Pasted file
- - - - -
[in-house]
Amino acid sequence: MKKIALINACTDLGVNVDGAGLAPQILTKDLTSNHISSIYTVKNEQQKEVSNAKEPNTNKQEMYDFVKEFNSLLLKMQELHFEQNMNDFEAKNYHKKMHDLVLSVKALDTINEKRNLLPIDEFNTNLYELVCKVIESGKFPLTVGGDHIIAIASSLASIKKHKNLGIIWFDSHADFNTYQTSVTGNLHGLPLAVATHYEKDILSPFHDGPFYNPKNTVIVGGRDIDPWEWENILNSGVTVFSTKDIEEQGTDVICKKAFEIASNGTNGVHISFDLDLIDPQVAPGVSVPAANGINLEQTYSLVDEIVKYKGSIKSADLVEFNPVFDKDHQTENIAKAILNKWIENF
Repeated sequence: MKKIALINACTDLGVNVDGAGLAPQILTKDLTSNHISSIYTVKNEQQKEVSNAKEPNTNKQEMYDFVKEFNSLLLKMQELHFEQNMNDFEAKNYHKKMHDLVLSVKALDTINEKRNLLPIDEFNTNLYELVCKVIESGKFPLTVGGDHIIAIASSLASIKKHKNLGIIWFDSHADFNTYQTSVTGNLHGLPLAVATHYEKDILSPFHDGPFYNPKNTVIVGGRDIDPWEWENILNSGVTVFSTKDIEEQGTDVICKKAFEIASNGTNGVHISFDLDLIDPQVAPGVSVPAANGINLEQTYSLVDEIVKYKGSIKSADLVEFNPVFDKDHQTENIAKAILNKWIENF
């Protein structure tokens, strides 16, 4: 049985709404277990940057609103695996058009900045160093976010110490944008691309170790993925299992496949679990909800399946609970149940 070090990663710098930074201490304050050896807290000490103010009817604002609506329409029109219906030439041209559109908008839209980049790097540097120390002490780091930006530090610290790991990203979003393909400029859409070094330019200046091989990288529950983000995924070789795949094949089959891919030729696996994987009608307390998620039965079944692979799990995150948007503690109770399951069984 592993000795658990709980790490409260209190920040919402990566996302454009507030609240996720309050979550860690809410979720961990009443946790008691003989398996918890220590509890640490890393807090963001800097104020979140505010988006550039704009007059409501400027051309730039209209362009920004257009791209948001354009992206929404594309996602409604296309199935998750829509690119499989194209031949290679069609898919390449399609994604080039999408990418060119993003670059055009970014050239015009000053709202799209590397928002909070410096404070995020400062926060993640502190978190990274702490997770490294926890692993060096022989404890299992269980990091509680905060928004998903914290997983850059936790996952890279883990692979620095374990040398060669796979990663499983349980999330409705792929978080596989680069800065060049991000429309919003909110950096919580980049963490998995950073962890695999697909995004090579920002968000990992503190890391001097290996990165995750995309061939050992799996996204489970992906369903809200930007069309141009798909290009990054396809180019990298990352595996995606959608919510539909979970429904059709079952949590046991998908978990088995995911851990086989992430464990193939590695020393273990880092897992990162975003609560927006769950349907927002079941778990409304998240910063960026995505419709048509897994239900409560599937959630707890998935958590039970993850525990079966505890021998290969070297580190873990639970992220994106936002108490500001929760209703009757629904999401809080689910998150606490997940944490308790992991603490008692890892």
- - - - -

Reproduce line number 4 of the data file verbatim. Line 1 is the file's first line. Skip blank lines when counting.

């Protein structure tokens, strides 16, 4: 049985709404277990940057609103695996058009900045160093976010110490944008691309170790993925299992496949679990909800399946609970149940 070090990663710098930074201490304050050896807290000490103010009817604002609506329409029109219906030439041209559109908008839209980049790097540097120390002490780091930006530090610290790991990203979003393909400029859409070094330019200046091989990288529950983000995924070789795949094949089959891919030729696996994987009608307390998620039965079944692979799990995150948007503690109770399951069984 592993000795658990709980790490409260209190920040919402990566996302454009507030609240996720309050979550860690809410979720961990009443946790008691003989398996918890220590509890640490890393807090963001800097104020979140505010988006550039704009007059409501400027051309730039209209362009920004257009791209948001354009992206929404594309996602409604296309199935998750829509690119499989194209031949290679069609898919390449399609994604080039999408990418060119993003670059055009970014050239015009000053709202799209590397928002909070410096404070995020400062926060993640502190978190990274702490997770490294926890692993060096022989404890299992269980990091509680905060928004998903914290997983850059936790996952890279883990692979620095374990040398060669796979990663499983349980999330409705792929978080596989680069800065060049991000429309919003909110950096919580980049963490998995950073962890695999697909995004090579920002968000990992503190890391001097290996990165995750995309061939050992799996996204489970992906369903809200930007069309141009798909290009990054396809180019990298990352595996995606959608919510539909979970429904059709079952949590046991998908978990088995995911851990086989992430464990193939590695020393273990880092897992990162975003609560927006769950349907927002079941778990409304998240910063960026995505419709048509897994239900409560599937959630707890998935958590039970993850525990079966505890021998290969070297580190873990639970992220994106936002108490500001929760209703009757629904999401809080689910998150606490997940944490308790992991603490008692890892």